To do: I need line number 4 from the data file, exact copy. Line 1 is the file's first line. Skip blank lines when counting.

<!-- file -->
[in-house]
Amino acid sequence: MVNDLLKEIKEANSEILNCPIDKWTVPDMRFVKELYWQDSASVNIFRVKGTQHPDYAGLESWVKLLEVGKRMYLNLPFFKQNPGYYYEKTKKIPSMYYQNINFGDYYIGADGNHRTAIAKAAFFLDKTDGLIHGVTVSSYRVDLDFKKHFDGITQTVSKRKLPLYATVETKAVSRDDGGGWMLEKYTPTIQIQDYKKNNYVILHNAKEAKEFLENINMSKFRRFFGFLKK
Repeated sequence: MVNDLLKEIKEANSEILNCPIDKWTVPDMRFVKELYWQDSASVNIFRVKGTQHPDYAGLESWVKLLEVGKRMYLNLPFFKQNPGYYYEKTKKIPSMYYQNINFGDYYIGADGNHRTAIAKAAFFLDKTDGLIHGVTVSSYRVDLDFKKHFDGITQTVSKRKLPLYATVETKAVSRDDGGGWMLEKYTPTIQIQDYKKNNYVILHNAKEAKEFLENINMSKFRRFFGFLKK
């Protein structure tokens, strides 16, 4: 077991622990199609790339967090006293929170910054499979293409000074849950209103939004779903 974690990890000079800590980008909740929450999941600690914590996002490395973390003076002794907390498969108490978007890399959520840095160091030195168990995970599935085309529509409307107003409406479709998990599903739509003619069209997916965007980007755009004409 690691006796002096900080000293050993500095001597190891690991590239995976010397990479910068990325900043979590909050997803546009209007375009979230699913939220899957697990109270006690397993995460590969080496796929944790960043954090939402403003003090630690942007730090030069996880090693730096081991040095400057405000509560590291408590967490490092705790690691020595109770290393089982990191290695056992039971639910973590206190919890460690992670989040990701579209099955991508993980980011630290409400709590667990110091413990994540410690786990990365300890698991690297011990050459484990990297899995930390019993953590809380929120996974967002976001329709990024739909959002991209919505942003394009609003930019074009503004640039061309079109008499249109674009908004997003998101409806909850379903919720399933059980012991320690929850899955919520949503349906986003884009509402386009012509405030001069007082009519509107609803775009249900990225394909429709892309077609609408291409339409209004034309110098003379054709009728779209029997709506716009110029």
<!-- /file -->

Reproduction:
């Protein structure tokens, strides 16, 4: 077991622990199609790339967090006293929170910054499979293409000074849950209103939004779903 974690990890000079800590980008909740929450999941600690914590996002490395973390003076002794907390498969108490978007890399959520840095160091030195168990995970599935085309529509409307107003409406479709998990599903739509003619069209997916965007980007755009004409 690691006796002096900080000293050993500095001597190891690991590239995976010397990479910068990325900043979590909050997803546009209007375009979230699913939220899957697990109270006690397993995460590969080496796929944790960043954090939402403003003090630690942007730090030069996880090693730096081991040095400057405000509560590291408590967490490092705790690691020595109770290393089982990191290695056992039971639910973590206190919890460690992670989040990701579209099955991508993980980011630290409400709590667990110091413990994540410690786990990365300890698991690297011990050459484990990297899995930390019993953590809380929120996974967002976001329709990024739909959002991209919505942003394009609003930019074009503004640039061309079109008499249109674009908004997003998101409806909850379903919720399933059980012991320690929850899955919520949503349906986003884009509402386009012509405030001069007082009519509107609803775009249900990225394909429709892309077609609408291409339409209004034309110098003379054709009728779209029997709506716009110029």